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Staffing in Long-Term Care Is a National Crisis

By Kezia Scales, PhD (she/her) | June 8, 2018

Editor’s Note: This excerpt is from Growing a Strong Direct Care Workforce: A Recruitment and Retention Guide for Employers.

Staffing challenges are not entirely unique to your organization—they are shaped by trends affecting long-term care employers across the country.

America is growing older.

From 2016 to 2060, the number of adults aged 65 and older will nearly double from 49 to 95 million. This means that one in four Americans will be at least 65 years old by 2060.

The labor force is not keeping up.

During the same time period, the number of adults aged 18 to 64 will only increase by 14 percent.

The need for long-term care is widespread.

Among those currently reaching retirement age, more than half (52 percent) will require long-term services at some point, and for an average of two years.

Did you know? The estimated direct cost of replacing a nursing assistant or home care worker is $2,200.[1]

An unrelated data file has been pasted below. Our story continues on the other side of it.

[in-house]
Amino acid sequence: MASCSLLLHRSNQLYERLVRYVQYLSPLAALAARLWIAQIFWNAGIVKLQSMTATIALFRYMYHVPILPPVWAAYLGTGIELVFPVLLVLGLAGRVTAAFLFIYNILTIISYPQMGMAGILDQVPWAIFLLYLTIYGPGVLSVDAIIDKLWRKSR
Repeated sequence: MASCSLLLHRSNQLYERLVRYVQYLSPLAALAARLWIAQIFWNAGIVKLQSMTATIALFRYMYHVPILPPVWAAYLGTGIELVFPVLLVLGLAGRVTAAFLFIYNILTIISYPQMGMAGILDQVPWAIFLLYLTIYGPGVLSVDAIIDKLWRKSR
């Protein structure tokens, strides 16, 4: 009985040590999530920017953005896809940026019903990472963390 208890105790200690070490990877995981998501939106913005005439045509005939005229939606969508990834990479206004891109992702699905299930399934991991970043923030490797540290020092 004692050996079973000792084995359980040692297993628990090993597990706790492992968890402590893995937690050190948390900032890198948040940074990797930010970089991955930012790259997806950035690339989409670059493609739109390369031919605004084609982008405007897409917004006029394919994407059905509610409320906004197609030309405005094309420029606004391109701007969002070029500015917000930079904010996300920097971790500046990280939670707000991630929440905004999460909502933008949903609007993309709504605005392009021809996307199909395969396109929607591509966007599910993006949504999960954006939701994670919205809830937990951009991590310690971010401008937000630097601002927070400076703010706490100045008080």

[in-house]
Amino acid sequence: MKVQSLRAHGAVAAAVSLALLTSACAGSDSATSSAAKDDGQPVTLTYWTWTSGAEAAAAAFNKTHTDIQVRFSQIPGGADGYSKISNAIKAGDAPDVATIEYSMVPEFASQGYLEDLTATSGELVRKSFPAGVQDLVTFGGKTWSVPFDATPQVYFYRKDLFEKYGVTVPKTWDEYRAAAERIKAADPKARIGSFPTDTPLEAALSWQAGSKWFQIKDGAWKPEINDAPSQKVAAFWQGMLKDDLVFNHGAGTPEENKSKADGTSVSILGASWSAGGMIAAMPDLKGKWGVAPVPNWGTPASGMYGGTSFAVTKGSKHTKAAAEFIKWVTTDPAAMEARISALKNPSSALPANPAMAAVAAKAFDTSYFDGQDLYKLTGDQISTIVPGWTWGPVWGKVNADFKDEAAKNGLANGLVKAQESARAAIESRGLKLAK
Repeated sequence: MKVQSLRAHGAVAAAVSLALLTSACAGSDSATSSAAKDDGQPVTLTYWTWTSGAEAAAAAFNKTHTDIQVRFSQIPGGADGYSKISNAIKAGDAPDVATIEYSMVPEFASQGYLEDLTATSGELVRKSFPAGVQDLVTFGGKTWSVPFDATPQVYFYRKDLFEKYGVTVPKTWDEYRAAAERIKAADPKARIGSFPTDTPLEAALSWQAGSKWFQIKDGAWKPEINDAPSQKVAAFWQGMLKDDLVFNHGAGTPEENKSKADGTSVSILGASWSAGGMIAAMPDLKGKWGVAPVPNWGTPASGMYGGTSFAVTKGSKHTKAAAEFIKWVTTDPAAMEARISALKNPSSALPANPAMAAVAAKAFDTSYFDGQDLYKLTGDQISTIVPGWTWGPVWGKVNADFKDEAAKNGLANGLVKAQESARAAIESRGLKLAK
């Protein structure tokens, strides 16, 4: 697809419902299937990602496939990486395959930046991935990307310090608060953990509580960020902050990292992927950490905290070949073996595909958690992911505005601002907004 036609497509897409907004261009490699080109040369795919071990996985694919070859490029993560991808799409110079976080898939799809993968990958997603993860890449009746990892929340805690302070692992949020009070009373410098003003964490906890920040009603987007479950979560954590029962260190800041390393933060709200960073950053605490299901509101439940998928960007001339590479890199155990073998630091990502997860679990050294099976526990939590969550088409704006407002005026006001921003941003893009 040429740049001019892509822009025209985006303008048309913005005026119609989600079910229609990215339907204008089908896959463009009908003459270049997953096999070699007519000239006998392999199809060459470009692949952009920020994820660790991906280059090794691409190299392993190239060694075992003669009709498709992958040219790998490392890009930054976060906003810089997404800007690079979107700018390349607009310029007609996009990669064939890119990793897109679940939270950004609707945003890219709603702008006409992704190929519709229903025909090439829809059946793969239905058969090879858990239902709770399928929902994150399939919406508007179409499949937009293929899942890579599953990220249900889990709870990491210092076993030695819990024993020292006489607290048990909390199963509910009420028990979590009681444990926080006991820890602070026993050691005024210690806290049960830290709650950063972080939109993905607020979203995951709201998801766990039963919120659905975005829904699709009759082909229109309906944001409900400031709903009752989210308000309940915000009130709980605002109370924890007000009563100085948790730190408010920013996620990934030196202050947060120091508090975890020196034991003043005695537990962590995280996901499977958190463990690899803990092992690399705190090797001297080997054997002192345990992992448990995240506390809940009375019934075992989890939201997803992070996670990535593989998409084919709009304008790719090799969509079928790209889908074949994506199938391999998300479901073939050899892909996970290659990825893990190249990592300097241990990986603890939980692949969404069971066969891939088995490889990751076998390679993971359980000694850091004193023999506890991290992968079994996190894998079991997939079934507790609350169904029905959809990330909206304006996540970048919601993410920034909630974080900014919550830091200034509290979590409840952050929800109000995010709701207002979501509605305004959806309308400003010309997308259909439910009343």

Home care services are in particular demand.

Due to consumer preference and policy shifts, more and more people are receiving long-term care at home. As a result, home care is predicted to add over one million new jobs between 2016 and 2026.

Direct care jobs struggle to compete.

Especially in a stronger economy, many workers move to other industries that offer better job quality, whether higher wages, more stable hours, safer working conditions, opportunities for advancement, or other advantages.

Instability is common in this workforce.

Conservative estimates of turnover across the long-term care sector range from 45 to at least 66 percent. One in 4 nursing assistants and 1 in 5 home health aides report that they are actively looking for another job.

How can the field respond? Read our new guide, where you can also find a list of citations.


  1. Source: Adapted from Boushey, Heather and Sara Jane Glynn. 2012. There Are Significant Business Costs to Replacing Employees. Washington, DC: Center for American Progress. CostofTurnover0815.pdf.
Kezia Scales, PhD (she/her)
About The Author

Kezia Scales, PhD (she/her)

Vice President of Research & Evaluation
Kezia Scales leads PHI’s strategy for building the evidence base on state and national policies and workforce interventions that improve direct care jobs, elevate this essential workforce, and strengthen care processes and outcomes.

Caring for the Future

Our new policy report takes an extensive look at today's direct care workforce—in five installments.

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